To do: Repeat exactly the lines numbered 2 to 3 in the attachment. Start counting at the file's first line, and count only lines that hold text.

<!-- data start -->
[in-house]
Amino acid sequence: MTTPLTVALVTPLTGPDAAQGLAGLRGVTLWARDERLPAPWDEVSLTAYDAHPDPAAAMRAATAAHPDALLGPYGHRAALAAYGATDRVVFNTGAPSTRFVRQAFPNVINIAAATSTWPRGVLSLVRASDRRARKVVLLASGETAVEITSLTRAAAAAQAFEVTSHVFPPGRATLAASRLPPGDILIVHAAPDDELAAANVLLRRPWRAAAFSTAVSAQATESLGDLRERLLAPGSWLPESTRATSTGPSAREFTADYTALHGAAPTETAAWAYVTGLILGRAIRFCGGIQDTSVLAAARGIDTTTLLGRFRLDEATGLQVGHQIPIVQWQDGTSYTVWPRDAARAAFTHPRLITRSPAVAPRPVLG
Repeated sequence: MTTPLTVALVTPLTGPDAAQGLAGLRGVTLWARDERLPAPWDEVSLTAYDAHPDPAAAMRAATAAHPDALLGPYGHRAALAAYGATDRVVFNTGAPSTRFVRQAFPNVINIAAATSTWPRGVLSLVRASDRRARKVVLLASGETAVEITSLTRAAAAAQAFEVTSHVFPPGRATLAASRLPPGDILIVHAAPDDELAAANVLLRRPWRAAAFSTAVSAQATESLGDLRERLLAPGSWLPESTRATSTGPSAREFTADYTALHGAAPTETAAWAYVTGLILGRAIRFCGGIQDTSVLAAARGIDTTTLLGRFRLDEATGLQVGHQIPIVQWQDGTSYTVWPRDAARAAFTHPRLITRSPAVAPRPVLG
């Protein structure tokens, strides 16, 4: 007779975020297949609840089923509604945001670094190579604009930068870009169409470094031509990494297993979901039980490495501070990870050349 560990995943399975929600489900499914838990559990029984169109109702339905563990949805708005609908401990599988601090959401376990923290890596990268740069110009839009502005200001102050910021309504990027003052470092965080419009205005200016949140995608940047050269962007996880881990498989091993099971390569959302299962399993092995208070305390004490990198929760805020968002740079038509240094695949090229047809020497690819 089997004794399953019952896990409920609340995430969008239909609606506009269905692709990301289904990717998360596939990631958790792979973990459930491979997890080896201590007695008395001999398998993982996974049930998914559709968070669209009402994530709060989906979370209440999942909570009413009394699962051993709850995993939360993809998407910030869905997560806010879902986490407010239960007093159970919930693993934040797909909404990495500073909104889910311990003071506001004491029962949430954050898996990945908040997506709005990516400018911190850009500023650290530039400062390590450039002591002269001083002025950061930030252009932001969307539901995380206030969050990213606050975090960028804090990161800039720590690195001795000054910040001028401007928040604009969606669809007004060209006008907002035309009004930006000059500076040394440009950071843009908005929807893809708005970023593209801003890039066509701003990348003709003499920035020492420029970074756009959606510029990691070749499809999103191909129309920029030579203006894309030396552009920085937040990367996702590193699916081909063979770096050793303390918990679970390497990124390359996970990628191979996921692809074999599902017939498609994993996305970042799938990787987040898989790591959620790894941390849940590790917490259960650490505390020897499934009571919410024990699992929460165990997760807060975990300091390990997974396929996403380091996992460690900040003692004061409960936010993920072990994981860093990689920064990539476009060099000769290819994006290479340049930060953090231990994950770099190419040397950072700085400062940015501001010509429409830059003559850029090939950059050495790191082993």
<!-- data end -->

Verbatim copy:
Amino acid sequence: MTTPLTVALVTPLTGPDAAQGLAGLRGVTLWARDERLPAPWDEVSLTAYDAHPDPAAAMRAATAAHPDALLGPYGHRAALAAYGATDRVVFNTGAPSTRFVRQAFPNVINIAAATSTWPRGVLSLVRASDRRARKVVLLASGETAVEITSLTRAAAAAQAFEVTSHVFPPGRATLAASRLPPGDILIVHAAPDDELAAANVLLRRPWRAAAFSTAVSAQATESLGDLRERLLAPGSWLPESTRATSTGPSAREFTADYTALHGAAPTETAAWAYVTGLILGRAIRFCGGIQDTSVLAAARGIDTTTLLGRFRLDEATGLQVGHQIPIVQWQDGTSYTVWPRDAARAAFTHPRLITRSPAVAPRPVLG
Repeated sequence: MTTPLTVALVTPLTGPDAAQGLAGLRGVTLWARDERLPAPWDEVSLTAYDAHPDPAAAMRAATAAHPDALLGPYGHRAALAAYGATDRVVFNTGAPSTRFVRQAFPNVINIAAATSTWPRGVLSLVRASDRRARKVVLLASGETAVEITSLTRAAAAAQAFEVTSHVFPPGRATLAASRLPPGDILIVHAAPDDELAAANVLLRRPWRAAAFSTAVSAQATESLGDLRERLLAPGSWLPESTRATSTGPSAREFTADYTALHGAAPTETAAWAYVTGLILGRAIRFCGGIQDTSVLAAARGIDTTTLLGRFRLDEATGLQVGHQIPIVQWQDGTSYTVWPRDAARAAFTHPRLITRSPAVAPRPVLG